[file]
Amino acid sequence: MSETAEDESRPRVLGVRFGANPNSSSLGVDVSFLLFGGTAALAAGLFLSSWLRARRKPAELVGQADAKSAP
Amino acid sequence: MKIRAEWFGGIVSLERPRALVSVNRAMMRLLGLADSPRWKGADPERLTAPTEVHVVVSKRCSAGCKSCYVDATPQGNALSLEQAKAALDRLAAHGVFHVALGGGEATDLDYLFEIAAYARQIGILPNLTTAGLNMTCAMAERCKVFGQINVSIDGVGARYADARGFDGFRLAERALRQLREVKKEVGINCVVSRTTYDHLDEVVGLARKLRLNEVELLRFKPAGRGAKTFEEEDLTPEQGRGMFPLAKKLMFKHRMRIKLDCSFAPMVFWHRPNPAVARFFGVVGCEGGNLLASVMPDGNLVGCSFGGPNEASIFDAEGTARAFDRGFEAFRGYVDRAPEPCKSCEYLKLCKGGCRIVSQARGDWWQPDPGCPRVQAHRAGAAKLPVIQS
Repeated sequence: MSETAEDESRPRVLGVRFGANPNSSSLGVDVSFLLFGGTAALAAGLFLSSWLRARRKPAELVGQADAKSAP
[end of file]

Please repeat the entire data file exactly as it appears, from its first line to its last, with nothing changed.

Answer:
Amino acid sequence: MSETAEDESRPRVLGVRFGANPNSSSLGVDVSFLLFGGTAALAAGLFLSSWLRARRKPAELVGQADAKSAP
Amino acid sequence: MKIRAEWFGGIVSLERPRALVSVNRAMMRLLGLADSPRWKGADPERLTAPTEVHVVVSKRCSAGCKSCYVDATPQGNALSLEQAKAALDRLAAHGVFHVALGGGEATDLDYLFEIAAYARQIGILPNLTTAGLNMTCAMAERCKVFGQINVSIDGVGARYADARGFDGFRLAERALRQLREVKKEVGINCVVSRTTYDHLDEVVGLARKLRLNEVELLRFKPAGRGAKTFEEEDLTPEQGRGMFPLAKKLMFKHRMRIKLDCSFAPMVFWHRPNPAVARFFGVVGCEGGNLLASVMPDGNLVGCSFGGPNEASIFDAEGTARAFDRGFEAFRGYVDRAPEPCKSCEYLKLCKGGCRIVSQARGDWWQPDPGCPRVQAHRAGAAKLPVIQS
Repeated sequence: MSETAEDESRPRVLGVRFGANPNSSSLGVDVSFLLFGGTAALAAGLFLSSWLRARRKPAELVGQADAKSAP